Double Food Pyramid — A Vision of Health for People and the Earth

Jan, 06, 2015

By Dawna Matthews:

Food, diet, nutrition, calories, what to eat, how much, in what combination — these are all recommendations we consider on some level each day. Different government organizations have been informing people on diet with recommendations regarding topics such as nutritional guidelines and serving sizes for quite some time. In European circles recently, a new double food pyramid has appeared, showing there is more involved than how food consumption affects your body and overall health: it illustrates how what you eat affects the environment.

The U.S. Department of Agriculture (USDA) launched the food group categories for the American people in the early 1900s, but it wasn’t until 1977 that the barilla-pyramid smallorganization began to advise people about restricting their diet based on four food groups. It wasn’t until 1992 that the USDA, and Department of Health and Human Services created the first ever Food Guide Pyramid in an attempt to provide guidelines regarding what to eat for optimal nutrition. It was very loosely based on the the very first food pyramid developed in Sweden in 1972. The Swedish version had categories of “basic” essential foods for one’s health and well being, and a “supplementary” category. The North American version had been heavily influenced by the food industry and, until recently, suggested large portions of carbohydrates and separate categories of meat, dairy, fruit, vegetables, and fats.

The Double Pyramid of Food and the Environment was initiated by the Barilla Center for Food and Nutrition (BCFN) out of Italy. They saw how a more accurate version was needed, much as the USDA did in 2010, and set out to redefine optimum nutrition and healthy eating as well as how food choices impact the world. The Double Food Pyramid illustrates a food pyramid on the left side and an environmental pyramid on the right. Based upon a Mediterranean lifestyle diet, it exhibits a larger strata of fruits and vegetables as the foundation, followed by separate layers which include grains and legumes, olive oil, dairy, meat and sweets. (http://www.barillacfn.com/en/bcfn4you/la-doppia-piramide/). The environmental side is inverted and displays the environmental impact of food from greatest to least impact. The environmental impact is based on calculations of greenhouse gas emissions, the measured amount of energy to raise livestock, grow grains and vegetables, as well as land use, water consumption, and transportation of these goods.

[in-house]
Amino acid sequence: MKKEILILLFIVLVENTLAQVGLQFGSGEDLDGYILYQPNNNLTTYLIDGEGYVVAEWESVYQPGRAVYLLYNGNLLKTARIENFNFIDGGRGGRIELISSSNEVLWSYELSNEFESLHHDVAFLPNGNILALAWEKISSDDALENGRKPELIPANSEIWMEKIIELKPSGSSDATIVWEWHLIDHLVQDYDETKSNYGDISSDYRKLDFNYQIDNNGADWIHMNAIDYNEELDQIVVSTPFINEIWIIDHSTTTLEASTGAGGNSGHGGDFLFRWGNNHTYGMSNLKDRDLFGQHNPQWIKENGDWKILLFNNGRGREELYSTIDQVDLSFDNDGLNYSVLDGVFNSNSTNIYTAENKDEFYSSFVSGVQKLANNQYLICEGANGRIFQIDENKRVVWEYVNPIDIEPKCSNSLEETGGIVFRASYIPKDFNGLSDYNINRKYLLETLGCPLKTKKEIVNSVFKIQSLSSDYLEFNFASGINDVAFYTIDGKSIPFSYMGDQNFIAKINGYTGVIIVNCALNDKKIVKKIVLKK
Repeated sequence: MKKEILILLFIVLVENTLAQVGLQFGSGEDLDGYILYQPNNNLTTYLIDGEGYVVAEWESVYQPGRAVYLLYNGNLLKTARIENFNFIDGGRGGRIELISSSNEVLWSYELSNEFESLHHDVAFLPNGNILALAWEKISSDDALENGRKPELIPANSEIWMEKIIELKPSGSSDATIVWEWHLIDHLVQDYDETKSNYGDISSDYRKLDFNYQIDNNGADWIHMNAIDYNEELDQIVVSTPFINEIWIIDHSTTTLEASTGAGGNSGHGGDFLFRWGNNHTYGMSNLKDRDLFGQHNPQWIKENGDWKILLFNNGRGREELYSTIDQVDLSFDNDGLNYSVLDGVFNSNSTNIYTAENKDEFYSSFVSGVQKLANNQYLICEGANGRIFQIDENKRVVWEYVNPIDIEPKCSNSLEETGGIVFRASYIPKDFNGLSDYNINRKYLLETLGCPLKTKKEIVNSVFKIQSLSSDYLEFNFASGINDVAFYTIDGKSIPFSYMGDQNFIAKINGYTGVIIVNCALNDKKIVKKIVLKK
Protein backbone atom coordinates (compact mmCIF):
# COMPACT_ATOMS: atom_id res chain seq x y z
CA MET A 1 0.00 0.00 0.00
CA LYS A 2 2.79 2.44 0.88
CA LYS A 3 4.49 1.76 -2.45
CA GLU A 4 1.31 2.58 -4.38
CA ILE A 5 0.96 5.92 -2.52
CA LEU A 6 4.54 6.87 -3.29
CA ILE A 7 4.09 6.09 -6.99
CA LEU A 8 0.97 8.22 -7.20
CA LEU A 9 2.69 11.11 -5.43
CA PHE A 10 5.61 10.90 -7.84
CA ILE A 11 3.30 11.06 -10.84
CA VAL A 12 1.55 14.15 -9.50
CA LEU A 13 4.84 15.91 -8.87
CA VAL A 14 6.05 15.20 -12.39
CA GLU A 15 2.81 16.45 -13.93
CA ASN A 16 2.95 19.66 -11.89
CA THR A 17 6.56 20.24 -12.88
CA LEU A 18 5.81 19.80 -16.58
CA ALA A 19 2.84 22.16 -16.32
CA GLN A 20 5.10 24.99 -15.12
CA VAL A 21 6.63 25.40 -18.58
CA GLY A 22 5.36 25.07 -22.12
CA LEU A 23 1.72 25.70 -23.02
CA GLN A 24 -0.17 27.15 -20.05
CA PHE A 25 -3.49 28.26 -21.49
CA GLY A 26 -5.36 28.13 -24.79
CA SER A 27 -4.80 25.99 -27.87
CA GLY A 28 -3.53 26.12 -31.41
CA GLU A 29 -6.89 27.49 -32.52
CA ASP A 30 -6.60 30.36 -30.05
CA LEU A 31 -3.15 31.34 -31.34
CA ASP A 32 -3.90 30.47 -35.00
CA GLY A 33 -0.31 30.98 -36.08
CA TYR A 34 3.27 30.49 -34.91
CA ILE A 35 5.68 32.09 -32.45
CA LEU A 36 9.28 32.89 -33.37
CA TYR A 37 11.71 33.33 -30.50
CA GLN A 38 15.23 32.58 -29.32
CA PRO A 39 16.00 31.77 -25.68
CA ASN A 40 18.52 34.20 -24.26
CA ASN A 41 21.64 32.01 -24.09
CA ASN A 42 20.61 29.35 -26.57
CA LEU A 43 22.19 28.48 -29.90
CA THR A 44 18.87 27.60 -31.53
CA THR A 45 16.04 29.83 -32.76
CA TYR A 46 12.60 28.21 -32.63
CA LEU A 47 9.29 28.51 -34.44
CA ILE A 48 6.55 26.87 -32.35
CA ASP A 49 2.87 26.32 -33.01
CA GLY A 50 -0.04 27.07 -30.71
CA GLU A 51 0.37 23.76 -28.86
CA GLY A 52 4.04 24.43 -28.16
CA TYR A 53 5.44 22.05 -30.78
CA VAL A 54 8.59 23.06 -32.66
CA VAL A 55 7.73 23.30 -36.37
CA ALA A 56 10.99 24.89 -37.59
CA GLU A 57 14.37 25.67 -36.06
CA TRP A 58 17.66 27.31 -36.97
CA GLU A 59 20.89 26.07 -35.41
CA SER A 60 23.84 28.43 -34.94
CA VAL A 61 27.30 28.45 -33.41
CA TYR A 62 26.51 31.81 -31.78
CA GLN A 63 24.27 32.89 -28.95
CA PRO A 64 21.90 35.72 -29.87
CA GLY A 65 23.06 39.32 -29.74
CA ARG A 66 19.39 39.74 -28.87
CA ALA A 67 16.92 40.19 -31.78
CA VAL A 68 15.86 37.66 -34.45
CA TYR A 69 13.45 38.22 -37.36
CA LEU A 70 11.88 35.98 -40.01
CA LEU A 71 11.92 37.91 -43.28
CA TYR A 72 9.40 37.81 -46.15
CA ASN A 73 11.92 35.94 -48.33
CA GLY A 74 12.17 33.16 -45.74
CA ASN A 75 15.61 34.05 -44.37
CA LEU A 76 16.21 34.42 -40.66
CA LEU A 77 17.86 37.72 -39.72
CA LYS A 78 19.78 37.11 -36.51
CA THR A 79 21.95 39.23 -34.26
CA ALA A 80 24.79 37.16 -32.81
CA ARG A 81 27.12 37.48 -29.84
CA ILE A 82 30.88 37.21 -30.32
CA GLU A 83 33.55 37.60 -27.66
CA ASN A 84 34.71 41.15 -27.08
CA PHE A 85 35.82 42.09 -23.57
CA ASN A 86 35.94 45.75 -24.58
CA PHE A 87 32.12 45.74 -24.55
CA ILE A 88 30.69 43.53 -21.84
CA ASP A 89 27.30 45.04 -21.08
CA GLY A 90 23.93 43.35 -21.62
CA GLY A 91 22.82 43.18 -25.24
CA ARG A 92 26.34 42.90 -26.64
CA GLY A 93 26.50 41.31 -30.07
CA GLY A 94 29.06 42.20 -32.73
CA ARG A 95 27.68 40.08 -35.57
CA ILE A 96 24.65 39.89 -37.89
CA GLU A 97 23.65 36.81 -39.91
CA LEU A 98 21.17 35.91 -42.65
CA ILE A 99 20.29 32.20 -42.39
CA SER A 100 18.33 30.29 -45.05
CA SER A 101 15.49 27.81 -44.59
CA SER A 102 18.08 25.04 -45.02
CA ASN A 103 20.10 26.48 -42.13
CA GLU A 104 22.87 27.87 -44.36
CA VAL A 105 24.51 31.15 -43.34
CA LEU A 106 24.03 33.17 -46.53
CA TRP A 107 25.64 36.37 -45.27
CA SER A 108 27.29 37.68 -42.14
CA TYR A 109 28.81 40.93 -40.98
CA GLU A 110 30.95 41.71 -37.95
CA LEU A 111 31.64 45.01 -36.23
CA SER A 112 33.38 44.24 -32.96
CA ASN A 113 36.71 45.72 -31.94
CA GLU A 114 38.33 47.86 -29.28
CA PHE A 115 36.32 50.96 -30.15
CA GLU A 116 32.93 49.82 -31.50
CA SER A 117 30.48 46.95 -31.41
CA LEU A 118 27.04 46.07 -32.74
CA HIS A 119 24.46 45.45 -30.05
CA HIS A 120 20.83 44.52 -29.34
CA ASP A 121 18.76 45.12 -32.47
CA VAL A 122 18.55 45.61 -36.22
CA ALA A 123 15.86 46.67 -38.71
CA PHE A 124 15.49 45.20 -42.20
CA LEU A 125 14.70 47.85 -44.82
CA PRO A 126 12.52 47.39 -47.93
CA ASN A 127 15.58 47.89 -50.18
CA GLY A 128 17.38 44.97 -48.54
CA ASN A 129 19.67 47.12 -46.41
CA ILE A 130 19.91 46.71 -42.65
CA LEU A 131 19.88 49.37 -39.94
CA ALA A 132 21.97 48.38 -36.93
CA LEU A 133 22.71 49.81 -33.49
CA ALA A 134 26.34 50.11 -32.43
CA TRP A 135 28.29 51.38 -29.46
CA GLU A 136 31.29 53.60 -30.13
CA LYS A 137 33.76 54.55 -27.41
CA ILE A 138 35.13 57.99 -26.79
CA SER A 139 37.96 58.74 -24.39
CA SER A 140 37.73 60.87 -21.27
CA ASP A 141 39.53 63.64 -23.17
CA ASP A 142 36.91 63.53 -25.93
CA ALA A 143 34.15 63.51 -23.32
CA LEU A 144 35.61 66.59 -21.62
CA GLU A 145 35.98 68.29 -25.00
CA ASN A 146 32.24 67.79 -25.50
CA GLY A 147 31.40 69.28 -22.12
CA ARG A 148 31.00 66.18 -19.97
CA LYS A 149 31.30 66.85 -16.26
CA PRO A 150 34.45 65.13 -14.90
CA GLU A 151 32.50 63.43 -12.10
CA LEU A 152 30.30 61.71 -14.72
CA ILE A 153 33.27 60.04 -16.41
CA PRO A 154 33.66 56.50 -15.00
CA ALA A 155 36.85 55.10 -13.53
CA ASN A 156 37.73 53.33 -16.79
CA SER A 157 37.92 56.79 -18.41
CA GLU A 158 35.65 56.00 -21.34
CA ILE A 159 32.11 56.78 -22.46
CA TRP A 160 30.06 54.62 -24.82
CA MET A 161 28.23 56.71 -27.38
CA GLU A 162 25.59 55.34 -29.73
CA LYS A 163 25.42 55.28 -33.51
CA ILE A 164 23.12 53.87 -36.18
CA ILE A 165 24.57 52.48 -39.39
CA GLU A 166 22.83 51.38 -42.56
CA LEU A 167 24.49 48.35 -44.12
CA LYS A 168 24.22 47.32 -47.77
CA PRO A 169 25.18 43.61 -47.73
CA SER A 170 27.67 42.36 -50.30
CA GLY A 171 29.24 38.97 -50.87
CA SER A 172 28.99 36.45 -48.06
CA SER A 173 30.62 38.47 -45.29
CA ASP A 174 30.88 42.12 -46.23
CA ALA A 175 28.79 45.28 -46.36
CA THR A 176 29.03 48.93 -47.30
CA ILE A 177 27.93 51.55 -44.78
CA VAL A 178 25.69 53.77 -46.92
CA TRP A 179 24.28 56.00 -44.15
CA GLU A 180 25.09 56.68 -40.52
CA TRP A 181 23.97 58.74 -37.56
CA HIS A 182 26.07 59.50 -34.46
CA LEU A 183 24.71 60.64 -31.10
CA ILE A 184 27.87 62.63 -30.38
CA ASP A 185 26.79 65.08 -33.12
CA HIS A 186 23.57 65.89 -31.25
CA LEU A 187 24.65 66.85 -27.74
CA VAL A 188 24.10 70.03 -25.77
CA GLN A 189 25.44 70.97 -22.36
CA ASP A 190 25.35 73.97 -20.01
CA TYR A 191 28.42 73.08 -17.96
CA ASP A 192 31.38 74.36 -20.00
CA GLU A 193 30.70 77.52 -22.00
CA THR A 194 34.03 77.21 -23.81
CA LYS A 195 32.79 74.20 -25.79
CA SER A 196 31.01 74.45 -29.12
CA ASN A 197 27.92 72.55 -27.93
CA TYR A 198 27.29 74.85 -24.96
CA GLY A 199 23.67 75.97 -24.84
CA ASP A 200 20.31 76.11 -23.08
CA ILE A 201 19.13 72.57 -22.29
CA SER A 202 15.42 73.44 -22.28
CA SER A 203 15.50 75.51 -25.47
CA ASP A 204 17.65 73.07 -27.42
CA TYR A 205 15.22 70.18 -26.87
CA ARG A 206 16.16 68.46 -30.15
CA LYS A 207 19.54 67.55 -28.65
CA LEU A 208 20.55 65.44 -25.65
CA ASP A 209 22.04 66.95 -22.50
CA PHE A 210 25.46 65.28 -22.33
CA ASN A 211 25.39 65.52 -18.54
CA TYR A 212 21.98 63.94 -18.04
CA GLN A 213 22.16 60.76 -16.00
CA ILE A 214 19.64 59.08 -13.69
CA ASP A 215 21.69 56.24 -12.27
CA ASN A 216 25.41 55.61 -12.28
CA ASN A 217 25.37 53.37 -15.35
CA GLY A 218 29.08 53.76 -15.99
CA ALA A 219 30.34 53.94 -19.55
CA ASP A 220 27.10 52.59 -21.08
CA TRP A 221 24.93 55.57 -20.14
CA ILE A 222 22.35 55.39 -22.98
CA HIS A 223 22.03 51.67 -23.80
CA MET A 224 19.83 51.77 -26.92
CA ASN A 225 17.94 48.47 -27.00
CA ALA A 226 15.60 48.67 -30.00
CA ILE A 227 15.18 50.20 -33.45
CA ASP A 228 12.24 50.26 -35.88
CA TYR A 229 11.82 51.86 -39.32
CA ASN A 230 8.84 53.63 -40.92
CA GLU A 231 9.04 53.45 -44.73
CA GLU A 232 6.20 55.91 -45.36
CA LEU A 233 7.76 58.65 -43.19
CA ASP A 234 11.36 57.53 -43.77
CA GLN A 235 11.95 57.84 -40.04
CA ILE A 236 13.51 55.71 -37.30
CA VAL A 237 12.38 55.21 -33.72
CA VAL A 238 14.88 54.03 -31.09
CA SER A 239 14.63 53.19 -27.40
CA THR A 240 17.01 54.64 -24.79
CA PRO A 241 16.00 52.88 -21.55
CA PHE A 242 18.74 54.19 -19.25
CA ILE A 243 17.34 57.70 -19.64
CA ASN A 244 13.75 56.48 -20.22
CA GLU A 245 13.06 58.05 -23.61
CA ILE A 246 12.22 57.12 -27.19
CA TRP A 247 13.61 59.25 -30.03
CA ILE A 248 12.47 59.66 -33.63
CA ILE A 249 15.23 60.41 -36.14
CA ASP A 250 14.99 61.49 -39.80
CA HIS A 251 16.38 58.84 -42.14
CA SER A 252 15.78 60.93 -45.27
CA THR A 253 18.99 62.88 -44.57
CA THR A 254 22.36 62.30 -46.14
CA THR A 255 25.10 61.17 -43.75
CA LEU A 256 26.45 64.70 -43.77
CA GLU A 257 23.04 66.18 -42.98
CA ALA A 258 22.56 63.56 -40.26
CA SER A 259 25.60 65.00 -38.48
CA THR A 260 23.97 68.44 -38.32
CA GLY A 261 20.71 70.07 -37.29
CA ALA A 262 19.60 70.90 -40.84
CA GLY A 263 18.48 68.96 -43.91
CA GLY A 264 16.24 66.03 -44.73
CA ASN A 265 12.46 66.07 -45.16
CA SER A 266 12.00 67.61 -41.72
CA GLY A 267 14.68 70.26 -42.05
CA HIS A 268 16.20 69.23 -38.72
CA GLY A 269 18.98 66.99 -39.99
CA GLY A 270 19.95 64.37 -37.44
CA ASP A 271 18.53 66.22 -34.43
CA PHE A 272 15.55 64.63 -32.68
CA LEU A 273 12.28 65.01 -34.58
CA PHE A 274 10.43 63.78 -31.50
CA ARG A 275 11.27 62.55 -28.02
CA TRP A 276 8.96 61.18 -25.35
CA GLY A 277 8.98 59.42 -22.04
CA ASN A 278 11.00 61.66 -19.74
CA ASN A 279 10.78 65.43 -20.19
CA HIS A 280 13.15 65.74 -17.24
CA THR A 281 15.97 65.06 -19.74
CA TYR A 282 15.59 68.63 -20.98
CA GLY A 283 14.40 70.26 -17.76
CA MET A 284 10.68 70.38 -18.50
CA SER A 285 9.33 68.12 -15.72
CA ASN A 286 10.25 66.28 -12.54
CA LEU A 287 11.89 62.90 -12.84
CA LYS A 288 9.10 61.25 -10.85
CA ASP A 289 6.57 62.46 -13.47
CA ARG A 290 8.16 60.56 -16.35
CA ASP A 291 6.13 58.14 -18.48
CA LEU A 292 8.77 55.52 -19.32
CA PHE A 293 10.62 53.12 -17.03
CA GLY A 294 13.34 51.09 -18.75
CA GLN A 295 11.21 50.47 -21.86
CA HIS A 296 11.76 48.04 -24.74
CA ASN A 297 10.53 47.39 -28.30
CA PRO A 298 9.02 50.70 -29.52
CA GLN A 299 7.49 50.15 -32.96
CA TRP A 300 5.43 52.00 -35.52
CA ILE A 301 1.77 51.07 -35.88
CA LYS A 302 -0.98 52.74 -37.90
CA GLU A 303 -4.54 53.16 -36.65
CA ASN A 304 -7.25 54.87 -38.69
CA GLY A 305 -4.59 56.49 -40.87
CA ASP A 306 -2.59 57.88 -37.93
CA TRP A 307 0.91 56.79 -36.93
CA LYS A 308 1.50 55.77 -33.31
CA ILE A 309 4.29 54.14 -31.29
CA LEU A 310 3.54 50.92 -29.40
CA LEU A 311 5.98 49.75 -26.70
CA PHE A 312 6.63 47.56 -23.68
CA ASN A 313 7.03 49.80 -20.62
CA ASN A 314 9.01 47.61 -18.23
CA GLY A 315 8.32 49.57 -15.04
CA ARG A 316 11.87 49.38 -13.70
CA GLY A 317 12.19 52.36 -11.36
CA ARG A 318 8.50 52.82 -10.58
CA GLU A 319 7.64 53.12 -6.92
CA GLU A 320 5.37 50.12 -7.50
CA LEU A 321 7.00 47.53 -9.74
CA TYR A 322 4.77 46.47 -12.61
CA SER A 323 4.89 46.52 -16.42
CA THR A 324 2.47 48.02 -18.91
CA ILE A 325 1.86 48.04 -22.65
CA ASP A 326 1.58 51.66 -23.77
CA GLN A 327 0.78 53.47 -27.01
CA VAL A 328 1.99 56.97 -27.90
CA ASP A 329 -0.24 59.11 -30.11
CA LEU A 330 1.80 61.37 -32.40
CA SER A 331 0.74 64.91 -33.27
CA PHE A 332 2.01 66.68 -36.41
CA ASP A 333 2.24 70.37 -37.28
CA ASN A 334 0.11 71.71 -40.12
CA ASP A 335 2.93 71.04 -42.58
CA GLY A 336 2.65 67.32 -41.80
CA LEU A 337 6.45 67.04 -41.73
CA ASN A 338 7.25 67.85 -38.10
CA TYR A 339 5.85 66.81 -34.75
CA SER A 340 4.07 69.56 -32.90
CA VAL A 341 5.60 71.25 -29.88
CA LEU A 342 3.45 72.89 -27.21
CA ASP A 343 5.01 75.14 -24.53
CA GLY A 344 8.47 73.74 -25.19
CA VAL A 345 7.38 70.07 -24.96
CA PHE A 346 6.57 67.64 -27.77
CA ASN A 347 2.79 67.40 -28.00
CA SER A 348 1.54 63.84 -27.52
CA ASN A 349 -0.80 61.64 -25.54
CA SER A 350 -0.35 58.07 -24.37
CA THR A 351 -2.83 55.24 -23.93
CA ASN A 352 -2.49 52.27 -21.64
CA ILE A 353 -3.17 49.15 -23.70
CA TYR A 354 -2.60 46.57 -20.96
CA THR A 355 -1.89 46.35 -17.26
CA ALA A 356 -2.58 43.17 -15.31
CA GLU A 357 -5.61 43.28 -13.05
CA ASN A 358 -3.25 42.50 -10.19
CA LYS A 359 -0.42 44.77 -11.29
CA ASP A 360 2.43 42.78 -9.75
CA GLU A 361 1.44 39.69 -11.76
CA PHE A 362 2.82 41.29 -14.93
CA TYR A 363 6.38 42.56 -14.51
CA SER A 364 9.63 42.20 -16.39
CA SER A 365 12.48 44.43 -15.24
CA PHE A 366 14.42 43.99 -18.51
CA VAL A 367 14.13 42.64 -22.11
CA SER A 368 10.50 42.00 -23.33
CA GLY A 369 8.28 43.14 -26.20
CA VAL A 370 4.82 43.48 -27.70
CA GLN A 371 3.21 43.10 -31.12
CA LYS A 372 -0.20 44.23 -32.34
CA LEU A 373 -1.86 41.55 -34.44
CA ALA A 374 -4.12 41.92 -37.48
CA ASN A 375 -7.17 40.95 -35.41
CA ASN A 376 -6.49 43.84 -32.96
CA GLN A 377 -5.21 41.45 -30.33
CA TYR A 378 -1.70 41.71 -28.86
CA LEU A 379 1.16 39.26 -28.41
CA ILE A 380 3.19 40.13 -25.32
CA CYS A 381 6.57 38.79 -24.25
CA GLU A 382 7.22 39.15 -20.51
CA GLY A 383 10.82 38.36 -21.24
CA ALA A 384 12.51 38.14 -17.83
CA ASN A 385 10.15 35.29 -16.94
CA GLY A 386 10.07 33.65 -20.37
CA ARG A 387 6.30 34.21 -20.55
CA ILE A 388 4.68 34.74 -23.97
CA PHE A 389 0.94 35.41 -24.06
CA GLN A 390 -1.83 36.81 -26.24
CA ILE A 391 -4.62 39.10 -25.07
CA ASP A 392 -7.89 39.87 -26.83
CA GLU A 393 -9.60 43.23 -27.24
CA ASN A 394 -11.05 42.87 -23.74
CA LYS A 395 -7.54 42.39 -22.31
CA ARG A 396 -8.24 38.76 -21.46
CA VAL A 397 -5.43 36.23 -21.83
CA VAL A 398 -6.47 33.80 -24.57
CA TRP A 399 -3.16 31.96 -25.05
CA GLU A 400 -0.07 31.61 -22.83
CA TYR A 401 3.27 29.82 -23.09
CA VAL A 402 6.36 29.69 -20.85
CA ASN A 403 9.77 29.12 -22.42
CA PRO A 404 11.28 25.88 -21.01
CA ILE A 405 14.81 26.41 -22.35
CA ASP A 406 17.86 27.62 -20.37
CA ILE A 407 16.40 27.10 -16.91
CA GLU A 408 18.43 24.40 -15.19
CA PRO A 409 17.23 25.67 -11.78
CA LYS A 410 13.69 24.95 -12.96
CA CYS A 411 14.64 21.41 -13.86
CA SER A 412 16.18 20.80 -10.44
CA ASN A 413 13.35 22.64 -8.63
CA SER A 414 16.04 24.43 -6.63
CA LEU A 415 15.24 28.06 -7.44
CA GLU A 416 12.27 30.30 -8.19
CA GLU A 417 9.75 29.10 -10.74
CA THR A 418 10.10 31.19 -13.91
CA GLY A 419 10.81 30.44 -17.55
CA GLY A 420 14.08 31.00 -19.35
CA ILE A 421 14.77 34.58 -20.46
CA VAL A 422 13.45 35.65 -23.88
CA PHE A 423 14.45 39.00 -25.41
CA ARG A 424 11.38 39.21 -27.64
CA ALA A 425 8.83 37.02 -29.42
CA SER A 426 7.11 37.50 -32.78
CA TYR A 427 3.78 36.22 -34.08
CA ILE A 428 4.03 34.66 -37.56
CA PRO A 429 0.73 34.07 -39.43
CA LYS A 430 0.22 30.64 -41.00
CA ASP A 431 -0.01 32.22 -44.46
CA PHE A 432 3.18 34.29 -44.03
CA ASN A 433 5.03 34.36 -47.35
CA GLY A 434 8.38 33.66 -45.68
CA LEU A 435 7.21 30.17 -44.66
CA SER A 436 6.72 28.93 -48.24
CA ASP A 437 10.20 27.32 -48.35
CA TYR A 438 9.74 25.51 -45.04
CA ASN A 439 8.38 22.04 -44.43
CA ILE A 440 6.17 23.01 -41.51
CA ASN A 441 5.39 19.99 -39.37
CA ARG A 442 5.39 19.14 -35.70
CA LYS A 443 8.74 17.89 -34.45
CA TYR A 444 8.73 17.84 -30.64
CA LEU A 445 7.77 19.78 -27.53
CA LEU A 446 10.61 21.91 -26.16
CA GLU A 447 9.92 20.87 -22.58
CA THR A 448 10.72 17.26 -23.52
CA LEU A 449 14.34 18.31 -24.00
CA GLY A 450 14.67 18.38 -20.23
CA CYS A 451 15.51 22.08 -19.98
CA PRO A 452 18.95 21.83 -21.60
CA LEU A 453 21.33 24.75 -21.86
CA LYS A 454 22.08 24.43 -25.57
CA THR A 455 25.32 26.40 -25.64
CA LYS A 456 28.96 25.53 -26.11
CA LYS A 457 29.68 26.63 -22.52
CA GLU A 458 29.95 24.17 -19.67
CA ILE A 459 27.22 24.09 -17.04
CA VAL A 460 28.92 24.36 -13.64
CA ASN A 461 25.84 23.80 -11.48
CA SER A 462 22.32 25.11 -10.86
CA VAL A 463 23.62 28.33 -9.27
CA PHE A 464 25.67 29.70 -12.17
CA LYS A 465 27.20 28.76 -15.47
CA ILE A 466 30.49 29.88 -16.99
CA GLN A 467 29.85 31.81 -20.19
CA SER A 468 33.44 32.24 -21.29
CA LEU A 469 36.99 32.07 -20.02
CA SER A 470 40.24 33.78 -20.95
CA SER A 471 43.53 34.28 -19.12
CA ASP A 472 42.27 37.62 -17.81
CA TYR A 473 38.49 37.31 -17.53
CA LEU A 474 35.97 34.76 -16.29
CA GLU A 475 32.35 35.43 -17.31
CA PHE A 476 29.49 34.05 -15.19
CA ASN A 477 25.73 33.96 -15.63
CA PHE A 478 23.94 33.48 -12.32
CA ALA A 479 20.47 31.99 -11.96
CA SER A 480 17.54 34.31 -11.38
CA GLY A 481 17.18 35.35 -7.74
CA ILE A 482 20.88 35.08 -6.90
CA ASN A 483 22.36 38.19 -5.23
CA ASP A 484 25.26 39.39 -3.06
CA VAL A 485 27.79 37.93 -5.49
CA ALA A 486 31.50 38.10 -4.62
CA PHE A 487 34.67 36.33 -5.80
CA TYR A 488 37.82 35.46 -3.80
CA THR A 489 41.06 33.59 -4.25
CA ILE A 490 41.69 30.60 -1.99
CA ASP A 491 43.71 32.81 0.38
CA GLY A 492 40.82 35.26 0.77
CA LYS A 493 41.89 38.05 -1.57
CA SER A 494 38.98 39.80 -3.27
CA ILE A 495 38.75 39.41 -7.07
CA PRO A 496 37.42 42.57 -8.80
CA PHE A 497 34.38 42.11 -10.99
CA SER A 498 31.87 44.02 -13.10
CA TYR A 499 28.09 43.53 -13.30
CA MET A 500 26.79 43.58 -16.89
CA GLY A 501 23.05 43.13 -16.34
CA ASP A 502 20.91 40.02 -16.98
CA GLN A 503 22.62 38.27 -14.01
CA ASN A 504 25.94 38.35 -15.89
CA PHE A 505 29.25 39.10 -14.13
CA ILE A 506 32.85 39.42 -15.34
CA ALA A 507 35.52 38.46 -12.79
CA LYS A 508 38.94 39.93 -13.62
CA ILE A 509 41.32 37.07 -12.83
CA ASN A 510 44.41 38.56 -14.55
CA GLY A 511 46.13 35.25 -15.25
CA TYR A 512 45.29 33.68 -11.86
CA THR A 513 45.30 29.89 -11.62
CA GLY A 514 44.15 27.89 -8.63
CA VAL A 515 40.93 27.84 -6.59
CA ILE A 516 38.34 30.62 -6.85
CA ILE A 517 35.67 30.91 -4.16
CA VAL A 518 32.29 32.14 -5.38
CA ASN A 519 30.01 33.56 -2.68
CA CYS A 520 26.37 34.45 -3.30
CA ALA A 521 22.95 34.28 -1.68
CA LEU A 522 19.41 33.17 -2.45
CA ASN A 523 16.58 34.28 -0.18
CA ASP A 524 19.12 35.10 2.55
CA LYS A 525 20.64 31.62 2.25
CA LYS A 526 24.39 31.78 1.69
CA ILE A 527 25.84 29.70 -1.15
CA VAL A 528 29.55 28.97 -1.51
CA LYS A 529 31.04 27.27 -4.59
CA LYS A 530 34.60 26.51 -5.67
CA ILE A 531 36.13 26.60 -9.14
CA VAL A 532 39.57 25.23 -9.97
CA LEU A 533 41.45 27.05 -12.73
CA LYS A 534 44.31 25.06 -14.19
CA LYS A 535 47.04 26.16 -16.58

Once the data was collected and studied, the BCFN designed the inverted pyramid, placing the foods that impact the environment the most at the top, and on the slide down the pyramid places the foods with less and less effect on the environment. Interestingly enough, the foods with the greatest impact on the environment such as meat, seafood, and dairy should be eaten in smaller quantities and less frequently. Likewise, we should eat greater amounts of fruits and vegetables for health reasons, and they have the least effect on the environment.

It should come as no surprise that the foods which nourish us more also do less harm to the environment. Eating delicious foods for the health of our bodies as well as the health of the earth should be easy — and now we actually can see how they are related. Whenever you are considering what to cook for dinner, or what food works for you and your health, you can consider also the impact of the environment and know what’s good for you is also good for the planet.

For more information on the USDA food guidelines:


Barilla group:


Dawna Matthews

Dawna is a yoga teacher, writer, domestic goddess, and lover of life. She tries to celebrate all the joys given to us in this world by dancing, singing, cooking, and gazing up at the sky. Dawna believes green living is a way of coming back to the self- a simple yet deeply satisfying dance of gratitude to mother earth and each one of us. She lives in Colorado where the mountains are a perfect backdrop to each day. She twirls daily.

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